Solving tech's diversity problem may be a key to saving San Francisco
Surveying more than 645 engineers, the study's authors found that white men were the most likely to believe that diversity was not a problem that needed addressing in the tech sector. The study also found that underrepresented people of color (Latinos and African Americans), and women were more likely to encounter exclusionary cliques, unwanted sexual teasing, bullying, and homophobic jokes.
Sometimes, these instances blow up for the world to see.
The workday text messages between Tinder's co-founder Justin Marteen and former VP Whitney Wolfe went public after Wolfe sued Tinder, revealing the ugly waters women must sometimes navigate in tech. Marteen was allegedly harassing Wolfe over her new love interest, and Wolfe asked him to stop.
"Stop justin [sic]. Were at work," Wolfe asked of Marteen, to which he replied, "Ur heartless... go talk to ur 26 year old fucking accomplished nobody. I'll shit on him in life."
He should have ended there. But he continued his rage at his ex-girlfriend.
"Hagsgagahaha so pathetic I even imagined a life w u. I actually thought u would be a good mother and wife. I have horrible judgement. He can enjoy my left overs," he allegedly wrote. "You're effecting my work environment," she replied, "and this is very out of control. Please don't do this during work hours."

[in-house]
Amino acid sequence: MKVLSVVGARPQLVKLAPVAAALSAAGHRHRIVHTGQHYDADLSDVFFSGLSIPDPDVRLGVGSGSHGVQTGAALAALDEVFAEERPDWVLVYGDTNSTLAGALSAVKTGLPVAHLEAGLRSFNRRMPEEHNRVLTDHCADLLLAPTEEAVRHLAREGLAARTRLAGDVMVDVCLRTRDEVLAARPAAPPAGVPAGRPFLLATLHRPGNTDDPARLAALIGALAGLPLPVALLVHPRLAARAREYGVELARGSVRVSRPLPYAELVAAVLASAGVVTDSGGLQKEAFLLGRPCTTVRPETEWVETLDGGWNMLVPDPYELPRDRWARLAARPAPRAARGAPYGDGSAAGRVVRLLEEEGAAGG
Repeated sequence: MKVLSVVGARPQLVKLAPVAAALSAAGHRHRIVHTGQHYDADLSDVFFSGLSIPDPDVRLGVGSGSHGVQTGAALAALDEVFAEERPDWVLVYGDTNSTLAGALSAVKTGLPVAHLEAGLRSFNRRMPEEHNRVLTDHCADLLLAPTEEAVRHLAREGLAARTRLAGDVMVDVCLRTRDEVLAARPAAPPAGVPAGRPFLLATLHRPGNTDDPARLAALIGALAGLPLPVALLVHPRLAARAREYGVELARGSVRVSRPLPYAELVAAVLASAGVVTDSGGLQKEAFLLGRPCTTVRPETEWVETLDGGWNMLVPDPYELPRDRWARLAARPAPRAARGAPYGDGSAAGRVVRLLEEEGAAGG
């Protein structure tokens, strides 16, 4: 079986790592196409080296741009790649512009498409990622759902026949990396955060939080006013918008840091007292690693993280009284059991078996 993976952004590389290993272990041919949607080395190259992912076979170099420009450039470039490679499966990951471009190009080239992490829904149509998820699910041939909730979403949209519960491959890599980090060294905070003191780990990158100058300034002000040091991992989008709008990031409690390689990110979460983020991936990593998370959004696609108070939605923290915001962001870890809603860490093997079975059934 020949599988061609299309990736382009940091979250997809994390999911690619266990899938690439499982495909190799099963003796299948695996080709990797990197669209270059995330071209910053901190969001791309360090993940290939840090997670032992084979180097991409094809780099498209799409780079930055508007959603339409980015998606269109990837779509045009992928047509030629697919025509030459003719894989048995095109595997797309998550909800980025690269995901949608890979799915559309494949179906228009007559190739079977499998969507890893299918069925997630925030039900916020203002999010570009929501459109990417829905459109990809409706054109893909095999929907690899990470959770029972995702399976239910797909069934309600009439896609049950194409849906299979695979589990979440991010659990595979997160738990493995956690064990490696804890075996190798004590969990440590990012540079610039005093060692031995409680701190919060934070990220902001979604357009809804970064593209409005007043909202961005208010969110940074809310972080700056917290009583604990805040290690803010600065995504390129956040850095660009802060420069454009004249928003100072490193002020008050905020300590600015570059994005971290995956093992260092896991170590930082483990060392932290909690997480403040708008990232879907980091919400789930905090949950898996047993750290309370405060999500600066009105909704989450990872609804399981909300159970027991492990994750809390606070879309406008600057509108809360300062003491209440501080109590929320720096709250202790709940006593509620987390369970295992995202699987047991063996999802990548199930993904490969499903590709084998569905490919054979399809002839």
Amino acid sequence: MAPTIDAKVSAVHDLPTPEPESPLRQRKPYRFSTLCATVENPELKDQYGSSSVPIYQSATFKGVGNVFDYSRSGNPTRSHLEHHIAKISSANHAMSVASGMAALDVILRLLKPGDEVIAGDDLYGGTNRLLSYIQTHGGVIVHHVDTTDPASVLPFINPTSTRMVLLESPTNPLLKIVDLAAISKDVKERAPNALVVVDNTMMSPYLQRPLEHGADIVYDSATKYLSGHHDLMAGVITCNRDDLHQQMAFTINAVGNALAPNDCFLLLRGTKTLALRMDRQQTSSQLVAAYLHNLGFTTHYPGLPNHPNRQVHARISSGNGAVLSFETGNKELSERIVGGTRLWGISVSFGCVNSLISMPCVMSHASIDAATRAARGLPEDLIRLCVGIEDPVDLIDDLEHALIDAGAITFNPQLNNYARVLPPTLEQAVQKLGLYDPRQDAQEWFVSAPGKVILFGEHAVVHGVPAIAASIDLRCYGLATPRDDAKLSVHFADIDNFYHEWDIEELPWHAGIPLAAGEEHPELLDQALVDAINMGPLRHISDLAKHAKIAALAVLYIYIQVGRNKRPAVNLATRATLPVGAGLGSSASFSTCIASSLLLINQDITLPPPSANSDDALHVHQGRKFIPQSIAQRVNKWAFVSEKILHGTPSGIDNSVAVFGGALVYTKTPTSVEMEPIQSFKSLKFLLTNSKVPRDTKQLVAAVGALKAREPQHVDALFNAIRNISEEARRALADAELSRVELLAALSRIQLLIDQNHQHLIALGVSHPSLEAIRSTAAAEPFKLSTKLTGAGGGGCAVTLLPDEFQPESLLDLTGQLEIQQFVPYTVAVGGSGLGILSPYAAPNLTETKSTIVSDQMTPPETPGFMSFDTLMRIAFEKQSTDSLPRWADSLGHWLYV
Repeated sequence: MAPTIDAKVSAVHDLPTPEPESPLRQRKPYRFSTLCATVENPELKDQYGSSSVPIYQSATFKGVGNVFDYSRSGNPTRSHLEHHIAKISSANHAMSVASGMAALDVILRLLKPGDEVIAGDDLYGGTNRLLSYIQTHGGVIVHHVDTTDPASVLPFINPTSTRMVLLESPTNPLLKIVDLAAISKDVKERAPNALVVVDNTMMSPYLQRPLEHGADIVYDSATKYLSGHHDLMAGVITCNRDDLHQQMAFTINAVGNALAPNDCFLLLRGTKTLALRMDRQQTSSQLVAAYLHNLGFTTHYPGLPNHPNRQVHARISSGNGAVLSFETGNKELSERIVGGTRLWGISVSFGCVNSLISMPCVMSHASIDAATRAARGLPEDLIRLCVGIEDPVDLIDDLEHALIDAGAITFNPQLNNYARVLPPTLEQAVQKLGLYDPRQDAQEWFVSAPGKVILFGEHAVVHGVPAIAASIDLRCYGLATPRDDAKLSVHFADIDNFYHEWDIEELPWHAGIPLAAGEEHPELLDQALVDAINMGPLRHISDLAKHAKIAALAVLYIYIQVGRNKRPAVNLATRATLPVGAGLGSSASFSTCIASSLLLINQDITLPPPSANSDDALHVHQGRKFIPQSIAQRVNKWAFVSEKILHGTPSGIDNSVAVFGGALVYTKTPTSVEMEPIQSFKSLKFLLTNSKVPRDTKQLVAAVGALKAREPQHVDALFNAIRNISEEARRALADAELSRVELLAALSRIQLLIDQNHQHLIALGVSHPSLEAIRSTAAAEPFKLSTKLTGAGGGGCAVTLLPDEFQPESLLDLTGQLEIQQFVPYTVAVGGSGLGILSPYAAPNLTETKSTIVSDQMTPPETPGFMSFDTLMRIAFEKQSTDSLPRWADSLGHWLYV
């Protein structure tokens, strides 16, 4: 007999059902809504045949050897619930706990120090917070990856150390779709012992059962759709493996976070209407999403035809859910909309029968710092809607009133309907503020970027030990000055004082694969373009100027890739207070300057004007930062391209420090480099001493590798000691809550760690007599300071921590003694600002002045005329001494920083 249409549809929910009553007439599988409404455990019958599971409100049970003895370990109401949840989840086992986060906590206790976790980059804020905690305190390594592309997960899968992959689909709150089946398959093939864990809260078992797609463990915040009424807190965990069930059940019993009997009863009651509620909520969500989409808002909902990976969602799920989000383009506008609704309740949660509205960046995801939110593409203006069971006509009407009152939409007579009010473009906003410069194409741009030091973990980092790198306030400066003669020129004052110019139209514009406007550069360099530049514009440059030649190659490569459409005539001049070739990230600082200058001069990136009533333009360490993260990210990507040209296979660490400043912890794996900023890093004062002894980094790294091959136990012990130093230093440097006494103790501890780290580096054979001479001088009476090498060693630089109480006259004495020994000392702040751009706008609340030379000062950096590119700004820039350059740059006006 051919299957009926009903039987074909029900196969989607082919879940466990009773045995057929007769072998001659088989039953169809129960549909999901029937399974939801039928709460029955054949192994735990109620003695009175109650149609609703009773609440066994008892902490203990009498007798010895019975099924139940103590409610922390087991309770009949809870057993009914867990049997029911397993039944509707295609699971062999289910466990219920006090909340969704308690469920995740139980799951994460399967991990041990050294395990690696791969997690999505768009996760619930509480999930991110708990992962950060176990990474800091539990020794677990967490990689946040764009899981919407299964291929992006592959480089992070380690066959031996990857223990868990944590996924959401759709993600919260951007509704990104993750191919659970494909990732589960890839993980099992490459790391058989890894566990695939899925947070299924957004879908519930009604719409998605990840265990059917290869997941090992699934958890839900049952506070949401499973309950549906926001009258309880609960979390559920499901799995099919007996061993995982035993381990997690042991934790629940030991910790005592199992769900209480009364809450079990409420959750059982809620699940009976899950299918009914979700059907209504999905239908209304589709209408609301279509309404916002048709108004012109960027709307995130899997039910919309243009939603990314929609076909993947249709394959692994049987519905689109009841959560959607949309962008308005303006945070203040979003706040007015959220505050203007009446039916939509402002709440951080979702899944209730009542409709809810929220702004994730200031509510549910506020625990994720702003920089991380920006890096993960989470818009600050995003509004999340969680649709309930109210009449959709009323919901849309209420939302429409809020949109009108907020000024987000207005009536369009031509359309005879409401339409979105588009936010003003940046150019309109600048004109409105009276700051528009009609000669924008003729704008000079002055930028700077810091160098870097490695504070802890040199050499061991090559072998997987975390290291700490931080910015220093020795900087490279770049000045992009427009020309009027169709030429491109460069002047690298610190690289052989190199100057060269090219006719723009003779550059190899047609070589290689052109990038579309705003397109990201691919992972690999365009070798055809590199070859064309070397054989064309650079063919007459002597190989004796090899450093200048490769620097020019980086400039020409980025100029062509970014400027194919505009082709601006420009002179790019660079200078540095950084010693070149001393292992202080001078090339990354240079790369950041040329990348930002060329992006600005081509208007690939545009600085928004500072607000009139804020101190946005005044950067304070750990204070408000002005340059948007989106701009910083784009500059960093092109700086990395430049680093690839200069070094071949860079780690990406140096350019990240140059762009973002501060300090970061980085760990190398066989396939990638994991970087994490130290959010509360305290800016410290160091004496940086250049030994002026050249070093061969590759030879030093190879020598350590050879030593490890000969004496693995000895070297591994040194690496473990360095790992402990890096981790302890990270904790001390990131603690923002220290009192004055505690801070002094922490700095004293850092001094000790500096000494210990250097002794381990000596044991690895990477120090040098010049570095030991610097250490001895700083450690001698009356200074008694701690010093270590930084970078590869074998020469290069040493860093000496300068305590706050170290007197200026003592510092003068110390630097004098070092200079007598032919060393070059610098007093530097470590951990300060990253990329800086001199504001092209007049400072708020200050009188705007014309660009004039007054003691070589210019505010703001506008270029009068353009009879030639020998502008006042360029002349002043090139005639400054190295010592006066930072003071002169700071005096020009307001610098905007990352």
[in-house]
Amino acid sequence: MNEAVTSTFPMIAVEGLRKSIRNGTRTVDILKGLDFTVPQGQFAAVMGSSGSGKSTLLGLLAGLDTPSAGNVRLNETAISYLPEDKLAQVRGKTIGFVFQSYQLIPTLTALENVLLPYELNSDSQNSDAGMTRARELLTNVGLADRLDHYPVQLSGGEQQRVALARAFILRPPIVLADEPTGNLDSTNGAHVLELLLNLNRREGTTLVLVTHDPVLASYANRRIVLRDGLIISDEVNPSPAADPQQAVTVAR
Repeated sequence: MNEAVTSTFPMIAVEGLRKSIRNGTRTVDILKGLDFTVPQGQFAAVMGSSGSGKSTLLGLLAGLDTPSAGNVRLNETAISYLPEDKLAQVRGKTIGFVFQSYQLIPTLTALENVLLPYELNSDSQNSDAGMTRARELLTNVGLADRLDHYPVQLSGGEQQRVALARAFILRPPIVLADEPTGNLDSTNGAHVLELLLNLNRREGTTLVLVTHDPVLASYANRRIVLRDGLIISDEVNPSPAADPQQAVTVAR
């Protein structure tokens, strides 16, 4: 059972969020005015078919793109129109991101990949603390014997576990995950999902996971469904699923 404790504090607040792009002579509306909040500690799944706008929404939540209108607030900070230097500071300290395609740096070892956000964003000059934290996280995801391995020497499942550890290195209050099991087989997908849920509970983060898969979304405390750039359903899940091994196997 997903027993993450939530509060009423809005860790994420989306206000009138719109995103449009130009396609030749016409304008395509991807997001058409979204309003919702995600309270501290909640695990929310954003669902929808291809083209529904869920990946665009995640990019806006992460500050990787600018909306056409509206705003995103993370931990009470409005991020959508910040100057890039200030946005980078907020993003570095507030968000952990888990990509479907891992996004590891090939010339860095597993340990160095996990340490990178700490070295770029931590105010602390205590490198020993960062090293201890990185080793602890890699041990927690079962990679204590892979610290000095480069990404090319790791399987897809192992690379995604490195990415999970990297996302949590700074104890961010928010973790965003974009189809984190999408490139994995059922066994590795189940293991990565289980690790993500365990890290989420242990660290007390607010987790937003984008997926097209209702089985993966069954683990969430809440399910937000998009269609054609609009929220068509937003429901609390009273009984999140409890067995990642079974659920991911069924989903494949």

Besides an awful command of rudimentary spelling, the squabble showed the very real harassment women in tech are exposed to every day. When Wolfe went to Tinder CEO Sean Rad for help, she found herself out of a job.
Tinder is not an outlier, according to studies by Level Playing Field. Nor is it the only company to see its harassment go public. Earlier this year, GitHub's CEO Tom Preston-Werner resigned after a former employee, Julie Ann Horvath, alleged she was harassed by him, his wife, and engineers.
While Github denied the allegations, Horvath was defiant: "A company can never own you. They can't tell you who to fuck and who not to fuck. And they can't take away your voice."
But for every example of outright sexism or racism, there are multitudes of more subtle biases in the workplace. Level Playing Field's studies found these biases are pervasive. They start as early as the hiring process.
Carlos Bueno is a former Facebook engineer, now tinkering behind the scenes at memSQL. He is of mixed ethnicity, Irish and Mexican, among others. "My father called us 'Leprechan-os'," he told us.
Bueno trained interviewers at Facebook, and like many there, he also conducted interviews. He said Facebook's interview process was probably one of the best in the industry for screening out biases of the interviewer, but other companies were not as aware of bias as a problem.
"Every startup wants to be a big dog," he said, describing the process. "But the point of a startup is to grow very large, very quickly. They don't have time to learn. Some people take rules of thumb or investor advice and run with it."
Paypal co-founder Max Levchin is looked to as a thought leader in the startup world. He touts the idea that diversity of perspective in a startup's early phases can actually hurt its chances of success, hindering its speed in "endless debates."
Paypal co-founder Peter Thiel once famously put it this way: "Don't fuck up the culture."
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